The use of the ellipses (...) on a button is fairly well used to denote that the function requires more user input.
From the Microsoft User Experience Guidelines:
While menu commands are used for immediate actions, more information might be needed to perform the action. Indicate a command that needs additional information (including a confirmation) by adding an ellipsis at the end of the label.
Proper use of ellipses is important to indicate that users can make further choices before performing the action, or even cancel the action entirely. The visual cue offered by an ellipsis allows users to explore your software without fear.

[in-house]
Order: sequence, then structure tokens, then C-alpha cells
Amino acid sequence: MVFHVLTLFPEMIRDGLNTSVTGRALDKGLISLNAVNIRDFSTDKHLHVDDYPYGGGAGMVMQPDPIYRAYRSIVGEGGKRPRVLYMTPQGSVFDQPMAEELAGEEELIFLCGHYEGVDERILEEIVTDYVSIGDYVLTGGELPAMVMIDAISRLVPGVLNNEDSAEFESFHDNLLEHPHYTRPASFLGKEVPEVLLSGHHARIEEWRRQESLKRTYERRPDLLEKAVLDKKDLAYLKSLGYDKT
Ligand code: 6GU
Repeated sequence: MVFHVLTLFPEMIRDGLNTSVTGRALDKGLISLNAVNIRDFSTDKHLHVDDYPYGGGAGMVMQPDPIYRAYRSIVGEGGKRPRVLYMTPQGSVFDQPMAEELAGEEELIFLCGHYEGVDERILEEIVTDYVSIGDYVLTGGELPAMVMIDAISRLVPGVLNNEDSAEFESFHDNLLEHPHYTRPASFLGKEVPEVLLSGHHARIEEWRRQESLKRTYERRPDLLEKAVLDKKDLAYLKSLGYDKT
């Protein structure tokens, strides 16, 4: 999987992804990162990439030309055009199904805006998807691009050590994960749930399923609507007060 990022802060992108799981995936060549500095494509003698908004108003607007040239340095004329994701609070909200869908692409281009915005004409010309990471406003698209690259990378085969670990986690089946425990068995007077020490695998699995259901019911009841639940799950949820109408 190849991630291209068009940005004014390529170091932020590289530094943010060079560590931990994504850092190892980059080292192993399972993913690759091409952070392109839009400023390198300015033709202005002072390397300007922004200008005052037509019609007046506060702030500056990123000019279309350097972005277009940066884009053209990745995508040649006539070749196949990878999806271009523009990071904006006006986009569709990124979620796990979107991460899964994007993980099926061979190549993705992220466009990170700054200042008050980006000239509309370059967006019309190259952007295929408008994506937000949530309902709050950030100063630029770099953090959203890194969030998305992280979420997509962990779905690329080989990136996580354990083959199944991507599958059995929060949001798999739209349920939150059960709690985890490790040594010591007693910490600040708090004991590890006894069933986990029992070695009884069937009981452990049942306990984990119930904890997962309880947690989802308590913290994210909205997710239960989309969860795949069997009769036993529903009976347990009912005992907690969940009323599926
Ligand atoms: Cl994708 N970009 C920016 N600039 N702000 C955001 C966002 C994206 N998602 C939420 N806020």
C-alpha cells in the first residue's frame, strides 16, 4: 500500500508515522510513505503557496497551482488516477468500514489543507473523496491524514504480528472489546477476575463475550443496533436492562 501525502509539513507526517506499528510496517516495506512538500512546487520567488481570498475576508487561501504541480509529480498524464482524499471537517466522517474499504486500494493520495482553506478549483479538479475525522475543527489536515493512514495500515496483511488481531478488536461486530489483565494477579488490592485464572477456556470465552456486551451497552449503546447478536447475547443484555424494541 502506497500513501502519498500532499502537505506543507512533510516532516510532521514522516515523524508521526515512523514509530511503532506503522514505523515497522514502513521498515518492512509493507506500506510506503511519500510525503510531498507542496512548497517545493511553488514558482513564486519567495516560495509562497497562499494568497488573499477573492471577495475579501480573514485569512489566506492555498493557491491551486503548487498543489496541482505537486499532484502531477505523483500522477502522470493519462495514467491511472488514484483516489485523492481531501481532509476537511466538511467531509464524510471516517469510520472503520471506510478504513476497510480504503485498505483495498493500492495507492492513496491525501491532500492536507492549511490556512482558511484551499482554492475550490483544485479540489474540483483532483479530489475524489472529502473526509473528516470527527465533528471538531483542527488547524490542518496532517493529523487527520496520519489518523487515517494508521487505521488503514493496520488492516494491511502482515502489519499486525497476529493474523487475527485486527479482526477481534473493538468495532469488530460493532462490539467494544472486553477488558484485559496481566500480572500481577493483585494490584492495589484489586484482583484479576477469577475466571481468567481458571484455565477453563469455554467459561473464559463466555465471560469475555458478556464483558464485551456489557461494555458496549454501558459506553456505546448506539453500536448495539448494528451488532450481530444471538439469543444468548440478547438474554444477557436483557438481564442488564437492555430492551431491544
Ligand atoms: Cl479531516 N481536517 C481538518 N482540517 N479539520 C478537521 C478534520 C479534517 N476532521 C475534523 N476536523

This doesn't mean you should use an ellipsis whenever an action displays another window—only when additional information is required to perform the action.
In case of ambiguity (for example, the command label lacks a verb), decide based on the most likely user action. If simply viewing the window is a common action, don't use an ellipsis.
Use an ellipsis in the name of a menu item or button that produces a dialog. The ellipsis (…) indicates that the user must take further action to complete the task. The dialog title should be the same as the menu command or button label (except for the ellipsis) used to invoke it. To learn more about using an ellipsis, see Using the Ellipsis